Semifinalists for the 2023 Regeneron Science Talent Search were announced last week, and the 299 brilliant young scientists attend 193 high schools in 35 states. The 300th winner is a senior at an international high school in Beijing, China.
Almost 2,000 participants from approximately 600 American public and private high schools conducted college-level research in 21 disciplines, including medicine and health, neuroscience, and cellular and molecular biology.
New York State leads with 85 semifinalists; followed by California with 50; Massachusetts, 17; and Texas, 15.
New Jersey schools rank fifth with 14 semifinalists; North Carolina has 12; and Florida and Connecticut are tied with 11.
The North Carolina School of Science and Mathematics ranks first this year with a sensational 10 semifinalists, and the public boarding-school's 680 juniors and seniors hail from each of the Tar Heel state's 13 congressional districts.
Ranking second nationwide with six semifinalists each are four metro New York high schools: Bronx High School of Science; Ossining and Scarsdale in Westchester County; and Syosset in Nassau County.
Also nurturing six semifinalists this year are Bergen County Academies in Hackensack, New Jersey, and The Harker School in San Jose, California.
Harker, located in STEM hothouse Silicon Valley, is the only private school among the Top 23 with the most semifinalists since 1999.
However, 58 semifinalists in 2023 attend private high schools, as compared to 44 in 2019. This fantastic development is partly attributable to the massive exodus of hundreds of thousands of families from the nation's dysfunctional, urban public schools, triggered by the tyrannical, unnecessary COVID closings in Democratic-dystopian cities.
Other private schools performing admirably on this year's Regeneron include Jesuit High School in Portland, Oregon, with four semifinalists; and with three each are Phillips Academy Andover in Massachusetts, Boston University Academy, and American Heritage Schools in Florida.
Unsurprisingly, the more than 500 public high schools in New York City, operated by the mayoral-controlled Department of Education, have managed a paltry eight semifinalists in 2023: Bronx Science's six; and Stuyvesant and Brooklyn Tech, one each. Two semifinalists are seniors at Manhattan private Columbia Grammar & Prep, and one attends Brooklyn's non-public Packer Collegiate Institute.
By contrast, in the annual contests between 1997 and 2002 during Rudy Giuliani's great tenure as mayor, NYC's public high schools averaged 46 semifinalists per year.
But between 2004 and 2008, the average number of annual semifinalists plunged to 24, during Michael Bloomberg's overrated, 12-year tenure.
During Bill de Blasio's catastrophic mayoralty, in the contests between 2015 and 2022, NYC public high schools averaged only 14 semifinalists, with Bronx Science achieving a nation's-best 11 annually.
While Manhattan's elite Hunter College High School averaged an excellent four semifinalists yearly during this eight-year period, it is ably directed by Hunter College of the City University of New York.
Many of America's other most-populous cities, which are also controlled by incompetent Democrat mayors and city councils, have few, or no, Regeneron semifinalists in 2023. Los Angeles, Baltimore and Pittsburgh have two each; and Charlotte and San Francisco, one each.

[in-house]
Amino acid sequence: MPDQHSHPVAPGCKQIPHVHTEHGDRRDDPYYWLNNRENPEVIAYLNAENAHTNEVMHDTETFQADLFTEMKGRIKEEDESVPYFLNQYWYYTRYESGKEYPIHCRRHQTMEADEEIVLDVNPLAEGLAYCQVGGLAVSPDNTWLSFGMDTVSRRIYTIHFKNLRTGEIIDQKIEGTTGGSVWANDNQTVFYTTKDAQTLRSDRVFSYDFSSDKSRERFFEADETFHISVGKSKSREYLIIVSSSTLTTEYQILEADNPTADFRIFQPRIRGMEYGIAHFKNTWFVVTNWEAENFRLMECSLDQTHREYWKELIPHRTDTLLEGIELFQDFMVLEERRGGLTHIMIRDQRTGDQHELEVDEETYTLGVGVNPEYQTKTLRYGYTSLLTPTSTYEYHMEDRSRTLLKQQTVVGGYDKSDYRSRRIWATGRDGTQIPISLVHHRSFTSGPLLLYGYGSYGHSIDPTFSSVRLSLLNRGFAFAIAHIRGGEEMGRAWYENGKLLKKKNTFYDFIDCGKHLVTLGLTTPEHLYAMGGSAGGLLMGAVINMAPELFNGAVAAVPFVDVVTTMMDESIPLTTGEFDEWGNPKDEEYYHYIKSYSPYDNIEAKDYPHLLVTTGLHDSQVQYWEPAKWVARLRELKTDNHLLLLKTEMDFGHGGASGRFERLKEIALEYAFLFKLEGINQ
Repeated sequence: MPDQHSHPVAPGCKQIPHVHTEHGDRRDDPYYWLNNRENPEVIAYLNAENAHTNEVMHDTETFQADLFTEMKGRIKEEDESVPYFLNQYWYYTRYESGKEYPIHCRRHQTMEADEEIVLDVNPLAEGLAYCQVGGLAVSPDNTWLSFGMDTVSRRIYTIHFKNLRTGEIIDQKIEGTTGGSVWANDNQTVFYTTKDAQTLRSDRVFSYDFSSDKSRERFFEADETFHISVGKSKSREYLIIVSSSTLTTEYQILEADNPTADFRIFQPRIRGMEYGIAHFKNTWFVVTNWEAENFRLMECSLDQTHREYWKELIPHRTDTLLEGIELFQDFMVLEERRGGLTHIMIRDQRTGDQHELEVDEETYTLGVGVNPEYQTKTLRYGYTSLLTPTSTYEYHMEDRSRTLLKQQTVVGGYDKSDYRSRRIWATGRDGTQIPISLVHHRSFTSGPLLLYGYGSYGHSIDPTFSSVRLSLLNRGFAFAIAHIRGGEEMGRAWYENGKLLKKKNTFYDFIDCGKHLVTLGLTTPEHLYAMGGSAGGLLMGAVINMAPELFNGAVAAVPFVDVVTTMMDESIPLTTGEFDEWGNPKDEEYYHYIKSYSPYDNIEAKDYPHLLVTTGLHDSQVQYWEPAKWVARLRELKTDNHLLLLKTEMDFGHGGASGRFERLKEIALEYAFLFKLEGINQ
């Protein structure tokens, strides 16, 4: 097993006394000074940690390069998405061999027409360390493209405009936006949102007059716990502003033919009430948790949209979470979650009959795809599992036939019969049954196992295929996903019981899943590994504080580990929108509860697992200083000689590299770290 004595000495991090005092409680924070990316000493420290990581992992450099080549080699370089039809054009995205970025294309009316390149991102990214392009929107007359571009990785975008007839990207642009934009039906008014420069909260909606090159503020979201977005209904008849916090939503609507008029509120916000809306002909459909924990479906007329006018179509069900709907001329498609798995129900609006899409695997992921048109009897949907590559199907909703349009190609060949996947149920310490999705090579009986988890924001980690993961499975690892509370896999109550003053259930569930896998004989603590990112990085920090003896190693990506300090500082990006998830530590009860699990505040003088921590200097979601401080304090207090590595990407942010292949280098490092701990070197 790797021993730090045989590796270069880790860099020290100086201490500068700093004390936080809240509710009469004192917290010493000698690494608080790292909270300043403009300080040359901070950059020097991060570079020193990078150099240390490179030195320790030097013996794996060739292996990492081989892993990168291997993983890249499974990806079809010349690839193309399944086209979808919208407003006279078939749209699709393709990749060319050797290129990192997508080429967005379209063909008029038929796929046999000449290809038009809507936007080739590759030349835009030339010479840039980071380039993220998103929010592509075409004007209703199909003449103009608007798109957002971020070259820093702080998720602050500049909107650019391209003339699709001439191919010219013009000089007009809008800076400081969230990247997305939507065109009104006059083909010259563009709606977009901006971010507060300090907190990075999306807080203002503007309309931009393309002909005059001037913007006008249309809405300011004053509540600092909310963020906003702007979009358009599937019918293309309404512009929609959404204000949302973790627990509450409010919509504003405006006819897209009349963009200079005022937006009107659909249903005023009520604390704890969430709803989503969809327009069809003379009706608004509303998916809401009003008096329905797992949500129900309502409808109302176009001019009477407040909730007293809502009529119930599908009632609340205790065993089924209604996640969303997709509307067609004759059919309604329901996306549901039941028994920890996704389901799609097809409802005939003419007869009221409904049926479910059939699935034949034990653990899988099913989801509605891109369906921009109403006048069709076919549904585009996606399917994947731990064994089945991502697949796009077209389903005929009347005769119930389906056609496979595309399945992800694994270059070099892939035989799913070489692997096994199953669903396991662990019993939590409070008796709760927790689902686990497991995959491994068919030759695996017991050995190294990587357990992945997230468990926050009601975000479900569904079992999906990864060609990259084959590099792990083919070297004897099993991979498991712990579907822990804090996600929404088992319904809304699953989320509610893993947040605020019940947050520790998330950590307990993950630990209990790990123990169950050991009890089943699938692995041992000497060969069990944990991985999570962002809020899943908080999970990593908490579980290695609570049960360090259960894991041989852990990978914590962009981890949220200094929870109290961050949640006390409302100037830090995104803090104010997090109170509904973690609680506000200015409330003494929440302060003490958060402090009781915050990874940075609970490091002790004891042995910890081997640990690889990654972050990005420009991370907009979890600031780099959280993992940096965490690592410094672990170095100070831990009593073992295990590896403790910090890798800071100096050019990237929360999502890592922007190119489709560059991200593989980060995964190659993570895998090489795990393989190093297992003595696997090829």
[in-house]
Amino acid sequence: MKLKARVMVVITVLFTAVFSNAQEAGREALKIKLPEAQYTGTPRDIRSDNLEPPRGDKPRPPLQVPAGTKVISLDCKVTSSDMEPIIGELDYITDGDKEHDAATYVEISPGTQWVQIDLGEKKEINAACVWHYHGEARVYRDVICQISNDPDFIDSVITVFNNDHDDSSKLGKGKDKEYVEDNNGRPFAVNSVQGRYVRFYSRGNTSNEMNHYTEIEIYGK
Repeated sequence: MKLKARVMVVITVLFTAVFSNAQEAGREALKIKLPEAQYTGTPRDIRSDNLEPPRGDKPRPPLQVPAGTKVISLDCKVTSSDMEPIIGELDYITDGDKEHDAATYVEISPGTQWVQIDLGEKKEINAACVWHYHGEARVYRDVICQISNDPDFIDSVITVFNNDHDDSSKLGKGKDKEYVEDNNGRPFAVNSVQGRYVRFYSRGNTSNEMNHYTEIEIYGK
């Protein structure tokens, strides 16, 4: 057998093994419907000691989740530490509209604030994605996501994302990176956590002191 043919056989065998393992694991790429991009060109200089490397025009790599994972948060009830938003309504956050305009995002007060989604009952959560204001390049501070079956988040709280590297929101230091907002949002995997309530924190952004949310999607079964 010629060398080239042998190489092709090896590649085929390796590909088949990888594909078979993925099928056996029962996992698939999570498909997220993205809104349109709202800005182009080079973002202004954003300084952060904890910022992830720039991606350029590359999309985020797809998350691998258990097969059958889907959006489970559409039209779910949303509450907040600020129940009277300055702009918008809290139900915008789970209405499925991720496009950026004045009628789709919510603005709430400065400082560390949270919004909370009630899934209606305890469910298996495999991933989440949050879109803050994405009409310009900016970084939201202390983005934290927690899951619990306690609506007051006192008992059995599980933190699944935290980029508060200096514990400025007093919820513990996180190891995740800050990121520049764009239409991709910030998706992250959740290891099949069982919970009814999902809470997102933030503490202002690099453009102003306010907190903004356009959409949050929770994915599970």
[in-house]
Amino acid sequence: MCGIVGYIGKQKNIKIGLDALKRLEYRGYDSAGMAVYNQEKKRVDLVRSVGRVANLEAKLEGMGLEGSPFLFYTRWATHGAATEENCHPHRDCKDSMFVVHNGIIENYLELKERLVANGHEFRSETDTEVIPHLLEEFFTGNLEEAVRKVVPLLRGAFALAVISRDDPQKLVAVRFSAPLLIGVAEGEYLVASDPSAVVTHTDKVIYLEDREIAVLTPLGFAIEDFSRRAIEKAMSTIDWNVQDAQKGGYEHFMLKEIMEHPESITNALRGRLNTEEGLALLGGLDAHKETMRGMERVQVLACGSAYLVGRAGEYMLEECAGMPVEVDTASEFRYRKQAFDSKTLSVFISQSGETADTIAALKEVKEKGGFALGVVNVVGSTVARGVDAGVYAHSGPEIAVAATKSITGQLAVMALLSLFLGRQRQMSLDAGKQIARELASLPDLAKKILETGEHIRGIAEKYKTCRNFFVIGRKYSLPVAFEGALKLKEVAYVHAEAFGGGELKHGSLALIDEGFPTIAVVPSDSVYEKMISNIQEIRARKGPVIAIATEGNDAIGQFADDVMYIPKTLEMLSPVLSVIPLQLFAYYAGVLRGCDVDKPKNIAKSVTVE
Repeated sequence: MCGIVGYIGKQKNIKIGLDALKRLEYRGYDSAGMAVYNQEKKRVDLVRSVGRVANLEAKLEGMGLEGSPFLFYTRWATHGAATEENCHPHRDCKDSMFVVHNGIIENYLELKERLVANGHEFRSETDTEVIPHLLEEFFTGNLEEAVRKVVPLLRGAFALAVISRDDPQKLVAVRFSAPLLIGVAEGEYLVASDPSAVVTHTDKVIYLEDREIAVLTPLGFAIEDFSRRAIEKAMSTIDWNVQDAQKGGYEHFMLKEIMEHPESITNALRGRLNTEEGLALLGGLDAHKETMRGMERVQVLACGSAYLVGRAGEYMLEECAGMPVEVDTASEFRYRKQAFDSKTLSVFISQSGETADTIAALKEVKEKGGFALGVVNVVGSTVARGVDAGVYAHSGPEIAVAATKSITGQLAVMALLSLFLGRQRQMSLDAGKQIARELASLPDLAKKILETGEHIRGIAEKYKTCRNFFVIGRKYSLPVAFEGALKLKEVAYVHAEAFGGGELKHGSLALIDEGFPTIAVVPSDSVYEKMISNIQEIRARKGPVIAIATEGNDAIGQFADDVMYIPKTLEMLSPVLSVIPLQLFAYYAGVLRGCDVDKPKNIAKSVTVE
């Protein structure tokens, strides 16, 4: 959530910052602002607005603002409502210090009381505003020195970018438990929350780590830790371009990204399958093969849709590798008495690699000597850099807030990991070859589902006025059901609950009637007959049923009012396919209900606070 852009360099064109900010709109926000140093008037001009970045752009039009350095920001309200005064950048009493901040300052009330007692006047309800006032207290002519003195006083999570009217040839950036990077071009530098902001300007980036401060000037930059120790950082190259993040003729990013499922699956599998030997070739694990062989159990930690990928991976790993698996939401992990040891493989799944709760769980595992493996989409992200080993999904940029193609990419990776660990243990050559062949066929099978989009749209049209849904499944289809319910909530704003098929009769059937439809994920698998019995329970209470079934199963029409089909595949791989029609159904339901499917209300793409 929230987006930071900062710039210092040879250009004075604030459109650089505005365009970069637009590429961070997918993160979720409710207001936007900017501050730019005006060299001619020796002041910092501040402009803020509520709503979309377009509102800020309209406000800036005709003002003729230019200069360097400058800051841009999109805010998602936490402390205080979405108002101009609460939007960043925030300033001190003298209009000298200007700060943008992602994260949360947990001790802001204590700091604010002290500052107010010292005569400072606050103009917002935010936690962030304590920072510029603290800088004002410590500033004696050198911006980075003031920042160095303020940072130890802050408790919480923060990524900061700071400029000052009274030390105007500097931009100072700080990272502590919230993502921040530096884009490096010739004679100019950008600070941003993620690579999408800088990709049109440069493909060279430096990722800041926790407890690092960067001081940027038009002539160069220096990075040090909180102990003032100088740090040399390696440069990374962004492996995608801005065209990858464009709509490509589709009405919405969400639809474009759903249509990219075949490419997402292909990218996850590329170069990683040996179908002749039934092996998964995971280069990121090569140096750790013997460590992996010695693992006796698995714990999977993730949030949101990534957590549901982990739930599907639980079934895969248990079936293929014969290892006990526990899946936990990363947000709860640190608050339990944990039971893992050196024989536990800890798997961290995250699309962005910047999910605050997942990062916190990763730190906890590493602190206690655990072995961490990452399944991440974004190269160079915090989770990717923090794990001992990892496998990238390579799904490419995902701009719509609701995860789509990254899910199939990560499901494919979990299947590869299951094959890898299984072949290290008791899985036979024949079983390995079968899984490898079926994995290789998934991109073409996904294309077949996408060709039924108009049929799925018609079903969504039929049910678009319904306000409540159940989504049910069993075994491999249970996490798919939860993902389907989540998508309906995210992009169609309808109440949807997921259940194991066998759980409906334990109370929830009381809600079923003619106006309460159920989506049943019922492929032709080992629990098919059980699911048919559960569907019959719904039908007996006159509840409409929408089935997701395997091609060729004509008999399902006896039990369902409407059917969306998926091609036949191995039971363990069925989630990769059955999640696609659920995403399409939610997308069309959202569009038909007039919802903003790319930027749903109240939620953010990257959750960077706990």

With none from public schools are Chicago, Houston, Atlanta, Dallas, Boston, Detroit, Philadelphia, Seattle, and D.C.
The nation's top localities in 2023 are NYC's contiguous suburbs of Long Island (Nassau and Suffolk counties), with 38 semifinalists, and Westchester County with 32.
A newspaper article on Jan. 10 lauds the "more than 30 Indian Americans" who were selected as Regeneron semifinalists.
But the article actually lists all Indian American winners, who add up to an incredible 79 semifinalists, or 26% of the nation's total.
Tragically, three weeks before the announcement of the 2023 Regeneron semifinalists, Thomas Jefferson High School for Science and Technology (TJHSST) began receiving intense, nationwide publicity.
But the Fairfax, Virginia, top-ranked school wasn't being recognized for its four semifinalists in 2023; it wasn't being recognized for its third-place ranking, tied with NYC's Stuyvesant High School with 195 semifinalists, during the last quarter century.
Instead, Virginia's attorney general announced that he will examine if the administration's decision to withhold National Merit Scholarship honors from students and the school's new admissions policies violate the Virginia Human Rights Act.
As Asra Nomani disturbingly reported in a City Journal article in late December 2022, for years two administrators at TJHSST "have been withholding notifications of National Merit awards from the school's families, most of them Asian, thus denying students the right to use those awards to boost their college-admission prospects and earn scholarships."
As of Jan. 17, according to an article in the Washington Examiner, 20 other high-performing high schools in the northern Virginia suburbs of D.C., in addition to TJHSST, have also delayed notifying seniors and their parents of National Merit awards.
Since the 1999 Science Talent Search (then sponsored by Intel), Montgomery Blair High School of Silver Spring, Maryland, leads with 235 semifinalists, and Bronx Science is second with 215.
Finally, the venerable Science Talent Search, founded in 1942 by Westinghouse Electric, must be celebrated for recognizing America's brightest young scientists, regardless of their race, ethnicity, creed or gender. The contest's alumni include 11 Nobel laureates, of whom six are graduates of once-great NYC public high schools.
Mark Schulte is a retired New York City schoolteacher and mathematician who has written extensively about science and the history of science. Read Mark Schulte's Reports — More Here.
© 2023 Newsmax. All rights reserved.